Deirdre Madden’s One by One in the Darkness: Troubles novel resonates 25 years on
An emotional history of the Troubles from a rural, Catholic and nationalist point of view
Deirdre Madden in 2013. Photograph: Aidan Crawley
Lately I’ve been thinking about Deirdre Madden’s 1996 novel One by One in the Darkness. Madden wrote it with the aim of showing “what it was like to live through the Troubles”. As fewer and fewer readers remember that time for themselves, this book will only become more and more relevant.
In the spring of 2017, as a US Fulbright Scholar, I taught an advanced undergraduate seminar at Queen’s University Belfast on literary responses to the peace process in Northern Ireland. Despite visiting the North often over more than a quarter-century, I felt nervous about the prospect of instructing Northern Irish students on this subject. I was surprised, therefore, to discover that I knew more about the late-20th-century Troubles than they did.
Perhaps I shouldn’t have been. They were only toddlers when the Good Friday Agreement was signed in 1998, and most of their elders didn’t care to discuss the bad old days that preceded it. A Belfast without sidewalk cafes and plate-glass shopping centres was as unimaginable to them as a Belfast with them would have been to me in 1989, when I first visited a city without tourists, left luggage facilities or rubbish bins. I tried to describe to these young people what that depressed and depressing city had been like.
Some students believed that Troubles-related violence had been confined to urban ghettos, not understanding that it could happen anywhere at any time and afflict people who considered themselves apolitical as well as activists on either side. Others imagined that the experience of spending time at a site of armed conflict must be either terrifying or exciting, and I struggled to convey the more common mixture of boredom and anxiety.
If I were having these conversations today, a contemporary comparison would come readily to mind. The Troubles, I would tell my students, were like the Covid-19 pandemic-but a pandemic lasting 30 years.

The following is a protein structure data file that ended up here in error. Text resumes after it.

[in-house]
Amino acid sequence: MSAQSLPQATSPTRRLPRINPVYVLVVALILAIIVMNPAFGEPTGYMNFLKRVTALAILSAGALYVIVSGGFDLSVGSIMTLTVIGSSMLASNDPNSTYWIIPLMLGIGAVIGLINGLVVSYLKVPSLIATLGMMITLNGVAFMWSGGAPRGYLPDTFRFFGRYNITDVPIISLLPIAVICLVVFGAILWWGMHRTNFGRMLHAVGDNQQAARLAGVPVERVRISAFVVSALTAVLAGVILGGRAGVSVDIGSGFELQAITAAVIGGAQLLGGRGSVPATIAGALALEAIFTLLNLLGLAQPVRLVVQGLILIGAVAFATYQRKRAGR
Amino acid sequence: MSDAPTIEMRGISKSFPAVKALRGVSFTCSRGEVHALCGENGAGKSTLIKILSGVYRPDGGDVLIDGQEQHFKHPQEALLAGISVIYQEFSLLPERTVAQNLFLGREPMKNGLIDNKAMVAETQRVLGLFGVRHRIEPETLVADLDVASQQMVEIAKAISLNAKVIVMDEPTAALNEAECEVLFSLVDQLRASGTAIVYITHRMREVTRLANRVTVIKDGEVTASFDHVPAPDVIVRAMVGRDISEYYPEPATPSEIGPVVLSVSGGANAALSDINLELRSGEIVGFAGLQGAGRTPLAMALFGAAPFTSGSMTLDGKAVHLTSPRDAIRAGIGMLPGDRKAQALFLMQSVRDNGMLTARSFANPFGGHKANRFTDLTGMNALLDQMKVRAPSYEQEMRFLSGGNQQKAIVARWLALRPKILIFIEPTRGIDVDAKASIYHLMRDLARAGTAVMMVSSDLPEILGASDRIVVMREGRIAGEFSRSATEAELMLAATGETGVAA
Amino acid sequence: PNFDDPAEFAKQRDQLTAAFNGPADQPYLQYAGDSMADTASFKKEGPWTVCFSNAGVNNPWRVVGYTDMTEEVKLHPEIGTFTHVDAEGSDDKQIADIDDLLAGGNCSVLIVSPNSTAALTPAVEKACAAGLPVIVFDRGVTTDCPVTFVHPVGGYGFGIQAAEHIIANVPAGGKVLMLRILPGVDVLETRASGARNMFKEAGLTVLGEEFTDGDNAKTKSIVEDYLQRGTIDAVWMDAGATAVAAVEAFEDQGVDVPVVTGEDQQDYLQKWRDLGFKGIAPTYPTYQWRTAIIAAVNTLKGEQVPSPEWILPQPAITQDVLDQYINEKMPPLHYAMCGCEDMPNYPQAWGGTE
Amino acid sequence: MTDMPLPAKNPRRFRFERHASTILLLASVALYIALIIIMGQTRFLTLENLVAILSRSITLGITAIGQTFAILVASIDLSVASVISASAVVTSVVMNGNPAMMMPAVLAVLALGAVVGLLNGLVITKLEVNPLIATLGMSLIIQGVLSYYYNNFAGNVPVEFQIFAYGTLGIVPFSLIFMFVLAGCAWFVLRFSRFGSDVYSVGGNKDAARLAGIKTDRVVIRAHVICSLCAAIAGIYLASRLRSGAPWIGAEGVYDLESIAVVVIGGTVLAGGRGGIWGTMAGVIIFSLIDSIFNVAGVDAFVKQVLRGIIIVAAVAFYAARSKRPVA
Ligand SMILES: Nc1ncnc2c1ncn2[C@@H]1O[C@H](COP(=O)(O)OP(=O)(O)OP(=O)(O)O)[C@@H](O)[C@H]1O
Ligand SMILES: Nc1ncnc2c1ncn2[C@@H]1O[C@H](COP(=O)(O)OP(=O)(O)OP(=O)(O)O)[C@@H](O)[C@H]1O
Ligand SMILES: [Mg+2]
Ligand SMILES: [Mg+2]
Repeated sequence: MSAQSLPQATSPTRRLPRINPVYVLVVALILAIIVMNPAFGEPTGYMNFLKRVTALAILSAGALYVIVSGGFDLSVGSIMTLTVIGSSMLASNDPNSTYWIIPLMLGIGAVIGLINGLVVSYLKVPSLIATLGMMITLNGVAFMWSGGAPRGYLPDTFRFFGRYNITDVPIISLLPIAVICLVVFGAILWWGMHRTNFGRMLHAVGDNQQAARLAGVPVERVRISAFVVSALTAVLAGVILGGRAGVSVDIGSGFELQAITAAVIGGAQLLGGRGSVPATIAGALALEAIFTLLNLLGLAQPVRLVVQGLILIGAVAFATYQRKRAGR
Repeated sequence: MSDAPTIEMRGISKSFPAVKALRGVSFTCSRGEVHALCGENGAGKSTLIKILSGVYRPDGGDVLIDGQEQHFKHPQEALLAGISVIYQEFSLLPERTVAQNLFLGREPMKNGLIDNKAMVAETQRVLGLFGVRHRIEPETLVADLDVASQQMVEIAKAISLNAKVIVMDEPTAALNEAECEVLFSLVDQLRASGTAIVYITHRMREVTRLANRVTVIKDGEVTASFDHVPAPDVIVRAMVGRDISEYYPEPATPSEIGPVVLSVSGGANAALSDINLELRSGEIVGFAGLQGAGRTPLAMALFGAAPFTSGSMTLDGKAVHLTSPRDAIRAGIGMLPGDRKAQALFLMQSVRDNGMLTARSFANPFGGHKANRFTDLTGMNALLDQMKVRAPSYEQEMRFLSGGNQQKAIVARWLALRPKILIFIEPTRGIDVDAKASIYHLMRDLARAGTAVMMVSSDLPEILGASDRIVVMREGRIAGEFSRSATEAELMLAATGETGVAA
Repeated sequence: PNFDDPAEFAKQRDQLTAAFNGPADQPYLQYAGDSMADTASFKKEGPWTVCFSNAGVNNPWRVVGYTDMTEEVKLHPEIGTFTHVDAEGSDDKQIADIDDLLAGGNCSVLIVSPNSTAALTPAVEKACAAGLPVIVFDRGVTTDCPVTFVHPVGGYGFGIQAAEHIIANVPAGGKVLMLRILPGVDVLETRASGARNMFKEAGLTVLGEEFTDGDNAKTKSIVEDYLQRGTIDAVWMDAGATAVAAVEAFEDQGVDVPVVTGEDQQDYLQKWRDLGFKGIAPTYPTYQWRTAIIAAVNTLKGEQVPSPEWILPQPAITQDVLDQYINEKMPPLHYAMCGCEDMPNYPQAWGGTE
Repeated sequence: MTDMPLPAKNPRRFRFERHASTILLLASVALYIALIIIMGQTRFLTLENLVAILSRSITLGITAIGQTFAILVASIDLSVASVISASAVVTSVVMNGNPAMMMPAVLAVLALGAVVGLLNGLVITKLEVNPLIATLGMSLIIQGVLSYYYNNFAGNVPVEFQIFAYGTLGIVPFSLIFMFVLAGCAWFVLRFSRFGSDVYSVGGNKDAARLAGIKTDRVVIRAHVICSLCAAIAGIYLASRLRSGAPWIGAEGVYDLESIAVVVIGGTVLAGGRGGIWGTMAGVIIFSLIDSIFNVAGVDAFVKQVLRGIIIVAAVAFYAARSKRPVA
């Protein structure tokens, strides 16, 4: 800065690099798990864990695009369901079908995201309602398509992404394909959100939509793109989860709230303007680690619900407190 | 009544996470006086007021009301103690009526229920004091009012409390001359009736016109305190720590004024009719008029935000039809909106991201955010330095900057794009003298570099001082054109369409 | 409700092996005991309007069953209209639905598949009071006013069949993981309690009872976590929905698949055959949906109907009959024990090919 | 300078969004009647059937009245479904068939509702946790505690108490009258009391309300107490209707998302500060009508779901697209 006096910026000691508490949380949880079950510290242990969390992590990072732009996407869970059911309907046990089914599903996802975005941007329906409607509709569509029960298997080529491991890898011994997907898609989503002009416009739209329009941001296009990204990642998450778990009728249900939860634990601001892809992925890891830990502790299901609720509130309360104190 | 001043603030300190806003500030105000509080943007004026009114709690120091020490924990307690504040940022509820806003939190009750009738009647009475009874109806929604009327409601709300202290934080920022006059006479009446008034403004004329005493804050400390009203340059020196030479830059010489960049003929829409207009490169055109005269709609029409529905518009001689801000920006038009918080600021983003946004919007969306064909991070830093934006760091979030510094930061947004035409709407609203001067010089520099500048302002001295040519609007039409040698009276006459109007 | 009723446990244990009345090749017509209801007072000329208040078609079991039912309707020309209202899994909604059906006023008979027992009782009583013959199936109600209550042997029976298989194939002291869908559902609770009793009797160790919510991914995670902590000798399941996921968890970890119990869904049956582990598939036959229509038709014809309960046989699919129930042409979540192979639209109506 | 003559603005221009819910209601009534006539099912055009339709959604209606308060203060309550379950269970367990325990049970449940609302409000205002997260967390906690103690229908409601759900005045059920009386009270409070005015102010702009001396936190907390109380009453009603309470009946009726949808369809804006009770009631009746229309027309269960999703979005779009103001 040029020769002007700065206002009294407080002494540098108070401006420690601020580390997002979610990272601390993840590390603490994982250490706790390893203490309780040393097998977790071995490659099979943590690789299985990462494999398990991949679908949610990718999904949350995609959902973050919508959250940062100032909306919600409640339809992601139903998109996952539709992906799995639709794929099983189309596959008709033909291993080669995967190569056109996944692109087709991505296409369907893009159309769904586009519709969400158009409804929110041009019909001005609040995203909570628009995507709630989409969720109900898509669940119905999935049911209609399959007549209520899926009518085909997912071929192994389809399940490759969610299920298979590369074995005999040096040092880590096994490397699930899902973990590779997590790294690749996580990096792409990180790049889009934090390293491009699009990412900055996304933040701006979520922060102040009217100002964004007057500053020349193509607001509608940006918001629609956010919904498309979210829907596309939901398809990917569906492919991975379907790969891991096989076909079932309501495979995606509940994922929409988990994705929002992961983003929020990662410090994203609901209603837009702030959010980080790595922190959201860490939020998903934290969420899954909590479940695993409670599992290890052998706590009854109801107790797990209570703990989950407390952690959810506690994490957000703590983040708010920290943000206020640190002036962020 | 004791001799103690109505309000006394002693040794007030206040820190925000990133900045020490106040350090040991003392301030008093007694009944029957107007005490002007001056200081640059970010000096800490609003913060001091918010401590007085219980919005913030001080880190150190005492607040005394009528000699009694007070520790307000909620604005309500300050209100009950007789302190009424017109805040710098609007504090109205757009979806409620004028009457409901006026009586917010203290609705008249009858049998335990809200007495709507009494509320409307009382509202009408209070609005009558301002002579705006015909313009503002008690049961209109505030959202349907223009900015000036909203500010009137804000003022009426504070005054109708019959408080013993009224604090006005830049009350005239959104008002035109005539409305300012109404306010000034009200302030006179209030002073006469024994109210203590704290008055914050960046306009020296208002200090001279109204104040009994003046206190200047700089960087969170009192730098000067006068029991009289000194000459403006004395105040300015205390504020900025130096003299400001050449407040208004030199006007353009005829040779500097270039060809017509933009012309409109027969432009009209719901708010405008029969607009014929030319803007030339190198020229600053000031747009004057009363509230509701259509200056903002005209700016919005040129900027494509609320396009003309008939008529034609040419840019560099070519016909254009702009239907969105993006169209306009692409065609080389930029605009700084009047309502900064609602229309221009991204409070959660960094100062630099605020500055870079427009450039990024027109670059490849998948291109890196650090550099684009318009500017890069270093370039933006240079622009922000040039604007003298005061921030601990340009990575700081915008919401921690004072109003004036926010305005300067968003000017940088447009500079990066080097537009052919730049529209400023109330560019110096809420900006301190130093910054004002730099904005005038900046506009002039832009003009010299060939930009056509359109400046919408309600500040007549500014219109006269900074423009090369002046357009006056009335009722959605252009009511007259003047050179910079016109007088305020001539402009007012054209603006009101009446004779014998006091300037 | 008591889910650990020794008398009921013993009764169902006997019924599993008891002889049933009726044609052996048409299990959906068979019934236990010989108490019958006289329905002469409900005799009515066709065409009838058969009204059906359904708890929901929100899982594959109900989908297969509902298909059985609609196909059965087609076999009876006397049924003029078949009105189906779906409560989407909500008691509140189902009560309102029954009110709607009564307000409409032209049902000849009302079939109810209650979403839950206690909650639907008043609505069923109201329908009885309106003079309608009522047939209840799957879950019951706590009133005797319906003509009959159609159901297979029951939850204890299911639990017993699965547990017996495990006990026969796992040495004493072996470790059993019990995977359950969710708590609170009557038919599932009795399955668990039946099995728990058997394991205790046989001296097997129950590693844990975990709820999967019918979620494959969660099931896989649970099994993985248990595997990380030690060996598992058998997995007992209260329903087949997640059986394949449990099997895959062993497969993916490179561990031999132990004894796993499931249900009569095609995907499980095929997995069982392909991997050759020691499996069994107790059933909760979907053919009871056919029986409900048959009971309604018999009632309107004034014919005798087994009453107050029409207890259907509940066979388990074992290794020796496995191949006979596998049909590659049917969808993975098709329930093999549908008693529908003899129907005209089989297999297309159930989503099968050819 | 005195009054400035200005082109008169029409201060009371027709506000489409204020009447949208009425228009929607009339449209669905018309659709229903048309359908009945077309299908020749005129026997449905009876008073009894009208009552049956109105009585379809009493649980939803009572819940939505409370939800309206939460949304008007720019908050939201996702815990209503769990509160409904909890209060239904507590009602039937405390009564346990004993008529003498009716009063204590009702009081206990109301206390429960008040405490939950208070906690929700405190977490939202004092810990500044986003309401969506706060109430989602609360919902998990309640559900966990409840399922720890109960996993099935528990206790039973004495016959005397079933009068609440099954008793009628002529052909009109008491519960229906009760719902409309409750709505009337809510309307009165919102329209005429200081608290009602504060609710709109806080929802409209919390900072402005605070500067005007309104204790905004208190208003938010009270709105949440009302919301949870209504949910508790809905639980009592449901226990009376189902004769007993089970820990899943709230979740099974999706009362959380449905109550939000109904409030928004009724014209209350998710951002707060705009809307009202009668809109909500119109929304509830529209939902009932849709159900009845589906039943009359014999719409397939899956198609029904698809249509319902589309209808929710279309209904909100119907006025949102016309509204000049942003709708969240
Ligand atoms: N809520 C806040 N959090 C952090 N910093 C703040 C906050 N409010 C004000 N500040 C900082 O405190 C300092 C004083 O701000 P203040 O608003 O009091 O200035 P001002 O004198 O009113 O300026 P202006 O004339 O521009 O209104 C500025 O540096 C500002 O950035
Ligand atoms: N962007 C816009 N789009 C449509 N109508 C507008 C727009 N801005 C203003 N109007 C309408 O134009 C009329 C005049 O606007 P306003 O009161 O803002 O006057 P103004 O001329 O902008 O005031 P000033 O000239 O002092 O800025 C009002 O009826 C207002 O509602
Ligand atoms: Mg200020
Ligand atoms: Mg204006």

The people who have died of Covid-19 and their families and friends are the pandemic’s most obvious victims, but far from the only ones. A more accurate accounting of loss would also have to consider those who have fallen ill and recovered (or not); the medical personnel traumatised by the ongoing emergency; the elderly isolated from their loved ones; the people working in businesses and professions devastated both by the pandemic and by efforts to contain it; the children and adolescents whose education has been disrupted by school closures; and those who have been afraid since the start of the pandemic to venture far from home or visit places where crowds gather.
Economically, culturally, physically, and psychologically, the present health crisis has cast a shadow over entire societies, resulting in ever-greater political polarisation. It is no exaggeration to say that all of us, including coronavirus deniers, have been harmed in one way or another by the pandemic. How long, I wonder, will the stress of this peculiar time continue to be felt after the virus finally recedes?
Novelist Deirdre Madden had a similar question in mind as she worked on One by One in the Darkness. First published 25 years ago this spring, it was conceived during the run-up to another anniversary in 1994: 25 years since sectarian riots in Belfast and Derry prompted the deployment of British troops in Northern Ireland. In Madden’s recollection of the period in which she wrote the book, it seemed like the Troubles had been going on forever and would continue indefinitely.
The novel’s present-day action takes place a couple of months before the Provisional IRA ceasefire of August 1994, but the characters don’t know that. What they do know is that “well over three thousand people” have been killed in the conflict to that date, “and every single one of them had parents or husbands and wives and children whose lives had been wrecked” by it. This category of victims includes the family at the novel’s centre, consisting of a mother and three grown daughters, whose husband and father was murdered by loyalist gunmen in a case of mistaken identity.
One by One in the Darkness is usually described as the story of a family that has suffered a tragic loss. While this is true, it also depicts the representative experience of one family, whose relationship to the Troubles is typical rather than exceptional right up to the night in October 1991 when its patriarch is killed. As well as any text I know, the novel conveys the mundane reality of those years.